1. A first edition doesn't mean first printing. Wessel & Lieberman (208 First Ave. S., 206-682-3545) has a tattered copy of J.D. Salinger's The Catcher

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They Ain't Cheap

And nine other things you should know when buying rare books.

1. A first edition doesn't mean first printing. Wessel & Lieberman (208 First Ave. S., 206-682-3545) has a tattered copy of J.D. Salinger's The Catcher in the Rye. "First Modern Library Edition" is printed on the backside of the title page, which explains why it's priced at $325. While this is a first edition, per se, it is not a first printing—the Modern Library reprints literature. Still, Wessel & Lieberman carries the book because, as bookseller William Kiesel points out,"[Salinger] is such an elusive author, and that book is so hard to come by that any hardcover that's in good shape is worth something."

2. Older does not always mean more valuable. The first printing of The Bell Jar, Sylvia Plath's memoir published under the pseudonym Victoria Lucas just after her death, is priced at a market value of $5,000—worth more than Alexandre Dumas' The Count of Monte Cristo, even though the latter is more than 100 years older. The value of The Bell Jar is enhanced by the author's popularity; the rarity of seeing her work published under a false name; and (probably) the spectacle of her suicide, which she carried out by placing her head in a gas oven.

3. Understand that market value is relative. Books without a dust jacket, or that are water-damaged, torn, faded, stinky, or ex- library books, are not wise investments. On the other hand, there are innumerable ways a book's value can increase: A few years ago, at Gregor Books (3407 California S.W., 206-937-6223), I ran across an Andy Warhol book in which Warhol himself had sketched a soup can on the title page. That copy has long since sold for well over that edition's market value.

4. Acknowledge that personal value is even more relative. Wessel & Lieberman carries a 1936 first-edition book of poetry by Dorothy Parker, Not So Deep As a Well, in good condition, for $100. By comparison, Gregor Books has a copy of Love Is a Dog From Hell by Charles Bukowski, autographed and with an original illustration, for $2,000. Bukowski, however, may mean nothing to someone. I don't need to explain why it makes more sense to spend $100 on something with meaning than $2,000 on something with none.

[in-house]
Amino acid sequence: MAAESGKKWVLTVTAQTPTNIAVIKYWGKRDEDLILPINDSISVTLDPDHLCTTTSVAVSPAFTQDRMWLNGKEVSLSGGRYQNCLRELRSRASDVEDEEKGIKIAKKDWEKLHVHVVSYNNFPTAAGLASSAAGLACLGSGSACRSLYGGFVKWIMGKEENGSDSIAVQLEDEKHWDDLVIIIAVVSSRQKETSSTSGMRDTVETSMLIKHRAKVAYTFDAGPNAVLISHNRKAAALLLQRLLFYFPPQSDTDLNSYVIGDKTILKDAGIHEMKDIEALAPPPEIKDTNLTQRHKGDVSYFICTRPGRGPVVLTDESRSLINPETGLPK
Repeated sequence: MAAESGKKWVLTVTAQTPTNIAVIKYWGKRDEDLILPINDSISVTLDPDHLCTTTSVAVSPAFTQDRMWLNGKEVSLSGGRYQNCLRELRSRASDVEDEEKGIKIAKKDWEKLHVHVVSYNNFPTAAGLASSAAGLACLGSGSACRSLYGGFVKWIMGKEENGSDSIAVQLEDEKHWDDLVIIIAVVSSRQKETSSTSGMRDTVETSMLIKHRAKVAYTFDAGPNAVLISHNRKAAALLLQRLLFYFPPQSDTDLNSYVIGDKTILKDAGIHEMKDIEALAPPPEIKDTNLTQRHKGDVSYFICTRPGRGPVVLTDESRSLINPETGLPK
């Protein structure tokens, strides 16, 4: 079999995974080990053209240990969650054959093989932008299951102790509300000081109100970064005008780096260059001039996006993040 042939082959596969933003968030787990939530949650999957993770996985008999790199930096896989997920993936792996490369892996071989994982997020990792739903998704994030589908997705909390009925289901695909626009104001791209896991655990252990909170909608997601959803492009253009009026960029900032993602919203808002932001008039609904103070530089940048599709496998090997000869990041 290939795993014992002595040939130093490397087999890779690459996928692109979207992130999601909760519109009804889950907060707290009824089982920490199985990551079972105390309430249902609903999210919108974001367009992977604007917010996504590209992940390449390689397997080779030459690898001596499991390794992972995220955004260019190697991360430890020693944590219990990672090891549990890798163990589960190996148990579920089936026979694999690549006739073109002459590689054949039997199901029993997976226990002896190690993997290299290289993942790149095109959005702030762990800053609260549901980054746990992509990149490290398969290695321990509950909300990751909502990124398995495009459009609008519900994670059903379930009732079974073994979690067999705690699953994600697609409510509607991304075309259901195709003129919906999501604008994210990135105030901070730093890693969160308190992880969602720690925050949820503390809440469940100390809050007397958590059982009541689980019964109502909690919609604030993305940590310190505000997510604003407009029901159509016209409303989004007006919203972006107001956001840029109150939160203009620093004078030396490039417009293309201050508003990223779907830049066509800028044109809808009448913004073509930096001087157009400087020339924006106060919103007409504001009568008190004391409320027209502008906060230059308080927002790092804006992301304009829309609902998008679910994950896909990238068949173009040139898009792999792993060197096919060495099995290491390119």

5. Forget about negotiating price. You are not buying cars, people. "In the collectible book market you should not expect to be haggling over the price," says Theresa Calter of Gregor Books. Rare-book dealers have "spent a lot of time selecting books, bringing them in, and taking care of them. So the price is really the best competitive price they can give you."

6. Know whom you're dealing with. A legitimate bookseller will never be reluctant to tell you everything you need to know about why a book has been priced the way it has. "For those who haven't had an opportunity to learn more before they make that big investment, go with a reputable dealer," advises Calter. "Someone who's been around a while." Local and national inventories are usually posted on the Web, at sites like www.abebooks.com, but be wary: Usually anyone can post anything at any price, so if you don't know what the price should be, you're at a disadvantage. Go with a reputable dealer.

7. Take the time to look around. You might come across something interesting for a steal. Arundel Books, a used bookstore on First Avenue, has (at the time of this writing) a beautifully illustrated early reprint of one of the Alice in Wonderland books for $16.95—one antiquarian bookseller I talked to said he could probably resell it for $45.

8. Do your homework. Most local booksellers recommend taking the course in rare books offered by David Gregor. (Contact Gregor Books for more information.) Or, if you are industrious enough, read up on the subject yourself. Collected Books: The Guide to Values 2002 Edition lists the current market price of all collectible books; First Editions: A Guide to Identification describes the different methods by which publishers indicate whether a book is a first edition (every publisher is different); and ABC for Book Collectors defines bookish terms like "frontispiece" and "inside flap."

9. Don't lose sight of things. These are only books we're talking about.

cfrizzelle@seattleweekly.com

 
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